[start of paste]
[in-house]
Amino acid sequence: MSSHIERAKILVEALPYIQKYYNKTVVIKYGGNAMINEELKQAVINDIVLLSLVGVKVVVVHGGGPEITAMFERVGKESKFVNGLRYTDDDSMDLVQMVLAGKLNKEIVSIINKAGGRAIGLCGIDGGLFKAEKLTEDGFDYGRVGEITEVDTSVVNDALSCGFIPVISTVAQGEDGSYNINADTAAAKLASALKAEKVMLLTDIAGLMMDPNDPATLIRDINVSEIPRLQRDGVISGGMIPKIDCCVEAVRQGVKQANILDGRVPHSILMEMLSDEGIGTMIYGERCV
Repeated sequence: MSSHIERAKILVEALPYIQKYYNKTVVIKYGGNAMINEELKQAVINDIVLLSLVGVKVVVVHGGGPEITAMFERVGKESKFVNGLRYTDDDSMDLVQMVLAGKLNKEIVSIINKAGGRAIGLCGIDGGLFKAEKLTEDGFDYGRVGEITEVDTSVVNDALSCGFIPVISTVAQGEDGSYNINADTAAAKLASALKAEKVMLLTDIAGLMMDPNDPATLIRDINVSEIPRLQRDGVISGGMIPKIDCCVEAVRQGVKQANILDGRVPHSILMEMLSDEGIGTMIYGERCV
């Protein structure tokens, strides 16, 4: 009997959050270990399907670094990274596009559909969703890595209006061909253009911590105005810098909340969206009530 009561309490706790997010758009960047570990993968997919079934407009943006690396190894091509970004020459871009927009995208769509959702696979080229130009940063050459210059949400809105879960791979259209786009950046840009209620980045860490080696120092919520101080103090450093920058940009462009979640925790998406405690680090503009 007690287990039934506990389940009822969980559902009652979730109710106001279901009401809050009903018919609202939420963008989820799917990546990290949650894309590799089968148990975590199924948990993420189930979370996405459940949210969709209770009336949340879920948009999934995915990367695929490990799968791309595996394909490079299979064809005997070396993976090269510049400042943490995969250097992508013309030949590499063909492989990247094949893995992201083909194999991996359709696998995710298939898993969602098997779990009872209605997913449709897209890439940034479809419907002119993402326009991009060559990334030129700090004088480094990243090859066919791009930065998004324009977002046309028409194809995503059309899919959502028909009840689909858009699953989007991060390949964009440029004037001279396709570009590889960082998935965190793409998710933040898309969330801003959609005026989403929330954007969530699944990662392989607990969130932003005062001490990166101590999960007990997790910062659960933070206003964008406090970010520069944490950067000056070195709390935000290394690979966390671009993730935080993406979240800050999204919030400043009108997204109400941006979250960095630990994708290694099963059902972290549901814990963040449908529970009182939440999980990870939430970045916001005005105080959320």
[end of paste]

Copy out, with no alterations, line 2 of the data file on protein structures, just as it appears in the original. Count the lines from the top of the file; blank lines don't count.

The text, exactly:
Amino acid sequence: MSSHIERAKILVEALPYIQKYYNKTVVIKYGGNAMINEELKQAVINDIVLLSLVGVKVVVVHGGGPEITAMFERVGKESKFVNGLRYTDDDSMDLVQMVLAGKLNKEIVSIINKAGGRAIGLCGIDGGLFKAEKLTEDGFDYGRVGEITEVDTSVVNDALSCGFIPVISTVAQGEDGSYNINADTAAAKLASALKAEKVMLLTDIAGLMMDPNDPATLIRDINVSEIPRLQRDGVISGGMIPKIDCCVEAVRQGVKQANILDGRVPHSILMEMLSDEGIGTMIYGERCV